A drive-thru keeps us from having to use the walk-thru
Echoes From the Loafers’ Club Meeting
Did you hear that Emil died?
No, I hadn’t heard that.
His obituary said that he’d been surrounded by loved ones.
Is that what killed him?
Driving by the Bruces
I have two wonderful neighbors — both named Bruce — who live across the road from each other. Whenever I pass their driveways, thoughts occur to me, such as: I was driving a car of tomorrow on the roads of yesterday. Even on bumpy roads, no one has the time to drive the speed limit. A highway patrolman pulled over one of the biggest scofflaws regarding speed limits. Some days you are the windshield. Some days you are the bug.
If you don’t cotton to Seattle’s weather, use a drive-thru
We weren’t supposed to use the word “hate” in our house. My mother was quite adamant about the word’s exclusion.
I asked her if it was OK to hate hate.
Mom mulled that over and never got back to me.
I came close to hating headaches, but that would have been a wasted effort.
I suffered from migraine headaches for years. I’m just thankful that I didn’t get nearly as many headaches as I had caused. That would have been terrible. I took aspirins often, hoping they would work as a preventative. I’d grab an aspirin bottle and pull out a big wad of cotton. I wasn’t a fan of that cotton-packing material whose purpose was to fill space in the bottle and immobilize the aspirins, preventing them from bouncing around and pulverizing themselves. Today’s coated tablets aren’t as fragile, so there is little need for the cotton to rest on top of the aspirins, but it’s usually still there, although it’s often made from polyester or rayon. The last migraine headache I had was in Seattle. Seattle is known for its abundance of cloudy and drizzly days.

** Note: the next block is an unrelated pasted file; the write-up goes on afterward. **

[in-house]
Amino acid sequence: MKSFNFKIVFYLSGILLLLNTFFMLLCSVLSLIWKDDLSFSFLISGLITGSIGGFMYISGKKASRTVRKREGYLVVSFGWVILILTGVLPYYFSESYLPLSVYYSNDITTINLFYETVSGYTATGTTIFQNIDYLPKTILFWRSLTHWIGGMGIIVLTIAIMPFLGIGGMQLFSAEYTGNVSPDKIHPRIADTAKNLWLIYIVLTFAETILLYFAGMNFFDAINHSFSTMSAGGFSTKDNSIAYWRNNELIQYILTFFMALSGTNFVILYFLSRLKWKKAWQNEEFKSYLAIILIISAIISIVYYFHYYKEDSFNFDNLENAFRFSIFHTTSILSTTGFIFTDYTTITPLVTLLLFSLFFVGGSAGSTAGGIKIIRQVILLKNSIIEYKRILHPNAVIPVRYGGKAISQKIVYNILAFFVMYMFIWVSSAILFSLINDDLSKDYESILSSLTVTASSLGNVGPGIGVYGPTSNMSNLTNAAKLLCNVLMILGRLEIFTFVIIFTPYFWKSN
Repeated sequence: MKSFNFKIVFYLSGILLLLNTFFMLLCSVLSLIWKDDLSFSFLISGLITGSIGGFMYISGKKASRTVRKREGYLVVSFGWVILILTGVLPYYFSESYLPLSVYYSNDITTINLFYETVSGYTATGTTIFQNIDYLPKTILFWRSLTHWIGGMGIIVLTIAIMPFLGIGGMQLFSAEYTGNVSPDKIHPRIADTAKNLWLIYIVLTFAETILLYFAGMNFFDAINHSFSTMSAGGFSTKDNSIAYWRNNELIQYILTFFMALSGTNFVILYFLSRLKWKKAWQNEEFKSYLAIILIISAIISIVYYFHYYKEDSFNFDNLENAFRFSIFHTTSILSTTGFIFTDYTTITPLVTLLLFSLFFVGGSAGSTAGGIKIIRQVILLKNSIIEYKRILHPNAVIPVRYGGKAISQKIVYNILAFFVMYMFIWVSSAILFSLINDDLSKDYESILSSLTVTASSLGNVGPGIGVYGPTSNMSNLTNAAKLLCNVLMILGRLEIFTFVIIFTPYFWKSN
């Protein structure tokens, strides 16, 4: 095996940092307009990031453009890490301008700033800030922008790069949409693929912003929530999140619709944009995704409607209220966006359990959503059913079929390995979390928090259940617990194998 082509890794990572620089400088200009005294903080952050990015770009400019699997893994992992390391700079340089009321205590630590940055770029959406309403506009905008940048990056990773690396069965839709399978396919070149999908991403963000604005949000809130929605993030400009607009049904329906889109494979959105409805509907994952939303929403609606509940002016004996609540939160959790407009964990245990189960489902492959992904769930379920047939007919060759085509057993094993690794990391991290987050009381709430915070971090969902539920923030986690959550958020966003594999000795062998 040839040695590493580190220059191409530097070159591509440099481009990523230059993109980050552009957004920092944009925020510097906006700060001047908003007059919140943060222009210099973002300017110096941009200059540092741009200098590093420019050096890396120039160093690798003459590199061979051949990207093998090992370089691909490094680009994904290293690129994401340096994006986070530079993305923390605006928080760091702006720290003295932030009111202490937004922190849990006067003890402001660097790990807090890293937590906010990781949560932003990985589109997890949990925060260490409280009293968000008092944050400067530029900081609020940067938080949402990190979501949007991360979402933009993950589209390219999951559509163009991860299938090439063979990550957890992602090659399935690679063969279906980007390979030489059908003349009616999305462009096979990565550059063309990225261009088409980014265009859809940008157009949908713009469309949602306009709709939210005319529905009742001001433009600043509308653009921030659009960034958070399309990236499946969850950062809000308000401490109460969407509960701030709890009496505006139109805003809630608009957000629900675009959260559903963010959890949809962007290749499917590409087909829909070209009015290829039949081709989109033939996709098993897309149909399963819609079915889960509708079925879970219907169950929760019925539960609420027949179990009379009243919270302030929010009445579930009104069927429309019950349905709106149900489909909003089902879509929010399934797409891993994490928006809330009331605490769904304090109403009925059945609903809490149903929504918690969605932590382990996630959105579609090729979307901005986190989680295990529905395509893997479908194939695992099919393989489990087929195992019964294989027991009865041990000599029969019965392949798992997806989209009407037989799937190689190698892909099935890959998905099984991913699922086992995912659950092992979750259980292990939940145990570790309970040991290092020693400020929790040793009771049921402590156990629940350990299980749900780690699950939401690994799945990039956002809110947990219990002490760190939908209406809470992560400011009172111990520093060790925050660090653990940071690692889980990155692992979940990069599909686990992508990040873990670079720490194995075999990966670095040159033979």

With a cloud cover about 60 percent of the time, it’s the fourth cloudiest city in the United States, with 226 days of cloud cover per year. Juneau, Alaska is the cloudiest city with 280 overcast days annually. When it comes to rainfall, places like Miami, New York and New Orleans get more rain each year than does Seattle with its 38 inches. I spotted a Dick’s Drive-In in Seattle. I’d have stopped had my migraine taken a powder and my appetite taken its place. Dick’s is a fast food restaurant.
When I was working in Red Deer, Alberta, there was a Tim Hortons within spitting distance of my hotel. There was a never-ending line of cars going through the drive-thru lane. There were obviously many drivers in dire need of coffee and doughnuts. I think most of them got a cup and then put their automobile back at the end of the line to wait to get another cup. They are ubiquitous, but I rarely use one.
The first drive-thru opened in 1947, reportedly at Red’s Giant Hamburg on Route 66 in Springfield, Missouri. Red’s closed in 1984, so the record for the longest-running drive-thru goes to the In-N-Out Burger that opened in Los Angeles in 1948. Remember, a drive-thru keeps us from having to use the walk-thru.
A walk in the woods is never a waste of time. Wild leeks (ramps) were everywhere. It was quiet. Not much birdsong. The silence of the ramps.
I was sure there were ticks in the grass. I hoped that no one had put a “Tick me” sign on my back.
A rabbit rushed away. I planted marigolds around the garden for years. It was to keep the rabbits away. Then one year, I saw a rabbit eating a marigold. That cottontail had not gotten the memo. Animals adjust. Some welcome our company. The Norway rat, not a native to this country, is commensal. That means it’s one of two different animal or plant species living in close association, but not interdependent. The© rats do well around humans.
There was a burst of house wren chatter followed by an avalanche of birdsong. Birds flitted here, there and way over there.
Birders like to describe a bird as an LBJ or LBB. Little Brown Job or Little Brown Bird. No birds are that. Every bird has a plumage that is brilliantly colored even when appearing to be drab. I watched a house finch male, a prime candidate to be called an LBJ or LBB, and marveled at the beautiful red of his feathers.
“Shall we make a new rule of life from tonight: always to try to be a little kinder than is necessary.” — J.M. Barrie